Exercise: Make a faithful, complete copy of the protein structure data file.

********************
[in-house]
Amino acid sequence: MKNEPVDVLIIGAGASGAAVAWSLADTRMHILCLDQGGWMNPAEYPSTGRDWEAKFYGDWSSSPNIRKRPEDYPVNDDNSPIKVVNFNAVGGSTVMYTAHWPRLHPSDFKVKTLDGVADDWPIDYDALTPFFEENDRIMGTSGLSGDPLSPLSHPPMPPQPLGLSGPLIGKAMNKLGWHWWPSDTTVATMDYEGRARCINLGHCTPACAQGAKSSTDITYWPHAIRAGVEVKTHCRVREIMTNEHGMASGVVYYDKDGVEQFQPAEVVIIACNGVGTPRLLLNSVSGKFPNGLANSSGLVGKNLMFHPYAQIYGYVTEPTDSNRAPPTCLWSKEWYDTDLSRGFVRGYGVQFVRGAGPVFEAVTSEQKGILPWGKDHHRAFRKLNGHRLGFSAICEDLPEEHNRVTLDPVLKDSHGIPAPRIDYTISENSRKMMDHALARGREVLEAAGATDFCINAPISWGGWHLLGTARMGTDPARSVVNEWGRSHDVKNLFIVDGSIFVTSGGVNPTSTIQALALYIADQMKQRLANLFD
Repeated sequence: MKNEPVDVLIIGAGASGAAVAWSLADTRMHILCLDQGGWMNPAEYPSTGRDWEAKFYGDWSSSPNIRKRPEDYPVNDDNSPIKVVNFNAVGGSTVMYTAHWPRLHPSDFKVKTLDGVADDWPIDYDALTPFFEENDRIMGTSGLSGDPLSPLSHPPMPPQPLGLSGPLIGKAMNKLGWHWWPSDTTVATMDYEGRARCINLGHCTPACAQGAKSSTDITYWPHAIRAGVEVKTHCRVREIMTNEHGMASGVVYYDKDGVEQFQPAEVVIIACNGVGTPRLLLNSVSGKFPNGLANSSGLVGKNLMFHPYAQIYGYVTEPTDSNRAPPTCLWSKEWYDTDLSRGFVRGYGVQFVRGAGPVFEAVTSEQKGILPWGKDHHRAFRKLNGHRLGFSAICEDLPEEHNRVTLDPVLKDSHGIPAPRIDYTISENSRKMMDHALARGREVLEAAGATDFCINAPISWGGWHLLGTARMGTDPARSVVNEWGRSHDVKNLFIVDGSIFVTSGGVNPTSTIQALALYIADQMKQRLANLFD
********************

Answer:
[in-house]
Amino acid sequence: MKNEPVDVLIIGAGASGAAVAWSLADTRMHILCLDQGGWMNPAEYPSTGRDWEAKFYGDWSSSPNIRKRPEDYPVNDDNSPIKVVNFNAVGGSTVMYTAHWPRLHPSDFKVKTLDGVADDWPIDYDALTPFFEENDRIMGTSGLSGDPLSPLSHPPMPPQPLGLSGPLIGKAMNKLGWHWWPSDTTVATMDYEGRARCINLGHCTPACAQGAKSSTDITYWPHAIRAGVEVKTHCRVREIMTNEHGMASGVVYYDKDGVEQFQPAEVVIIACNGVGTPRLLLNSVSGKFPNGLANSSGLVGKNLMFHPYAQIYGYVTEPTDSNRAPPTCLWSKEWYDTDLSRGFVRGYGVQFVRGAGPVFEAVTSEQKGILPWGKDHHRAFRKLNGHRLGFSAICEDLPEEHNRVTLDPVLKDSHGIPAPRIDYTISENSRKMMDHALARGREVLEAAGATDFCINAPISWGGWHLLGTARMGTDPARSVVNEWGRSHDVKNLFIVDGSIFVTSGGVNPTSTIQALALYIADQMKQRLANLFD
Repeated sequence: MKNEPVDVLIIGAGASGAAVAWSLADTRMHILCLDQGGWMNPAEYPSTGRDWEAKFYGDWSSSPNIRKRPEDYPVNDDNSPIKVVNFNAVGGSTVMYTAHWPRLHPSDFKVKTLDGVADDWPIDYDALTPFFEENDRIMGTSGLSGDPLSPLSHPPMPPQPLGLSGPLIGKAMNKLGWHWWPSDTTVATMDYEGRARCINLGHCTPACAQGAKSSTDITYWPHAIRAGVEVKTHCRVREIMTNEHGMASGVVYYDKDGVEQFQPAEVVIIACNGVGTPRLLLNSVSGKFPNGLANSSGLVGKNLMFHPYAQIYGYVTEPTDSNRAPPTCLWSKEWYDTDLSRGFVRGYGVQFVRGAGPVFEAVTSEQKGILPWGKDHHRAFRKLNGHRLGFSAICEDLPEEHNRVTLDPVLKDSHGIPAPRIDYTISENSRKMMDHALARGREVLEAAGATDFCINAPISWGGWHLLGTARMGTDPARSVVNEWGRSHDVKNLFIVDGSIFVTSGGVNPTSTIQALALYIADQMKQRLANLFD